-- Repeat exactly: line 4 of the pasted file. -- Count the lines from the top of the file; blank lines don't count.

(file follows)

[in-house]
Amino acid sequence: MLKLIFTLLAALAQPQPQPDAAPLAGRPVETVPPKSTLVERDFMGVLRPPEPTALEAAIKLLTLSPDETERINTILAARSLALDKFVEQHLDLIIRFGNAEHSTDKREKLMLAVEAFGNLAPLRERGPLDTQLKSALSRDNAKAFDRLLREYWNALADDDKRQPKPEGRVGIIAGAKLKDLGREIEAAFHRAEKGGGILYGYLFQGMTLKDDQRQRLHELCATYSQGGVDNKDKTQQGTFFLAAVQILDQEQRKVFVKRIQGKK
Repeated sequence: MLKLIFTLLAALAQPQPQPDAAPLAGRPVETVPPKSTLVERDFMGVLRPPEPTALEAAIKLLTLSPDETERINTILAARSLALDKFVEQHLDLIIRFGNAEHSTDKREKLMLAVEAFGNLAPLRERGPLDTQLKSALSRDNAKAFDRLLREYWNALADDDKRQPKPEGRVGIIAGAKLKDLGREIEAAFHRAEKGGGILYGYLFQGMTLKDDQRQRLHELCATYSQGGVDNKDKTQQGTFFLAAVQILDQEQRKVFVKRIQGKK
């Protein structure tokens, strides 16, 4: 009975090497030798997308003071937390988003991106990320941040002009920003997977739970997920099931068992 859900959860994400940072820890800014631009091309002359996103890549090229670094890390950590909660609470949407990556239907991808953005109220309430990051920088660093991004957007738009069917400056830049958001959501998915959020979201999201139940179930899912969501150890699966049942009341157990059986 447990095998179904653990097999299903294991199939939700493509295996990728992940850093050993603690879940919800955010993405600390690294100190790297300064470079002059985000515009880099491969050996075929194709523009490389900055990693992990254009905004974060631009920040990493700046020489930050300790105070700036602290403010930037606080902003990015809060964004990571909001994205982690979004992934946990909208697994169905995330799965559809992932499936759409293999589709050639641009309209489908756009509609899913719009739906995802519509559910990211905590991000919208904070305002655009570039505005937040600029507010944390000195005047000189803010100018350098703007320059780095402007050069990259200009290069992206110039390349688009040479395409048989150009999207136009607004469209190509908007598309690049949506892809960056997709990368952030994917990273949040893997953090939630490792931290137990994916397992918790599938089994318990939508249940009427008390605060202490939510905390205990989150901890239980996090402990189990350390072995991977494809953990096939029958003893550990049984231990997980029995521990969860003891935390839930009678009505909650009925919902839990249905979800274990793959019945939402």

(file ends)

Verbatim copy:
């Protein structure tokens, strides 16, 4: 009975090497030798997308003071937390988003991106990320941040002009920003997977739970997920099931068992 859900959860994400940072820890800014631009091309002359996103890549090229670094890390950590909660609470949407990556239907991808953005109220309430990051920088660093991004957007738009069917400056830049958001959501998915959020979201999201139940179930899912969501150890699966049942009341157990059986 447990095998179904653990097999299903294991199939939700493509295996990728992940850093050993603690879940919800955010993405600390690294100190790297300064470079002059985000515009880099491969050996075929194709523009490389900055990693992990254009905004974060631009920040990493700046020489930050300790105070700036602290403010930037606080902003990015809060964004990571909001994205982690979004992934946990909208697994169905995330799965559809992932499936759409293999589709050639641009309209489908756009509609899913719009739906995802519509559910990211905590991000919208904070305002655009570039505005937040600029507010944390000195005047000189803010100018350098703007320059780095402007050069990259200009290069992206110039390349688009040479395409048989150009999207136009607004469209190509908007598309690049949506892809960056997709990368952030994917990273949040893997953090939630490792931290137990994916397992918790599938089994318990939508249940009427008390605060202490939510905390205990989150901890239980996090402990189990350390072995991977494809953990096939029958003893550990049984231990997980029995521990969860003891935390839930009678009505909650009925919902839990249905979800274990793959019945939402």